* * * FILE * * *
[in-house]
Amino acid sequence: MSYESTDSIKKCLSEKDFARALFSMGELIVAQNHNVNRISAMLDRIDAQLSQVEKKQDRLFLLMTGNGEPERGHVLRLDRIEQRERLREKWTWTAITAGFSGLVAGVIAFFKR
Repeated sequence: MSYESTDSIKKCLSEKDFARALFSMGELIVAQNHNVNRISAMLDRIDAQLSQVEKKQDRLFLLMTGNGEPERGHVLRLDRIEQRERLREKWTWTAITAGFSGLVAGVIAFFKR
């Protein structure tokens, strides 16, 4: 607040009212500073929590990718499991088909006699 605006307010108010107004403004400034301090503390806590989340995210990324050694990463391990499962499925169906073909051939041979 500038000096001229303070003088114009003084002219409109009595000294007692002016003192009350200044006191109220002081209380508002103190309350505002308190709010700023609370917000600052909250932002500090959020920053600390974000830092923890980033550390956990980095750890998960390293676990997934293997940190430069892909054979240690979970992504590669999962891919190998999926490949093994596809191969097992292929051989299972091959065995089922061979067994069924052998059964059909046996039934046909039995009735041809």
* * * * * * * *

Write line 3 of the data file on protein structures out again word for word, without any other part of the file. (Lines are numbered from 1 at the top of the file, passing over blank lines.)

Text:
Repeated sequence: MSYESTDSIKKCLSEKDFARALFSMGELIVAQNHNVNRISAMLDRIDAQLSQVEKKQDRLFLLMTGNGEPERGHVLRLDRIEQRERLREKWTWTAITAGFSGLVAGVIAFFKR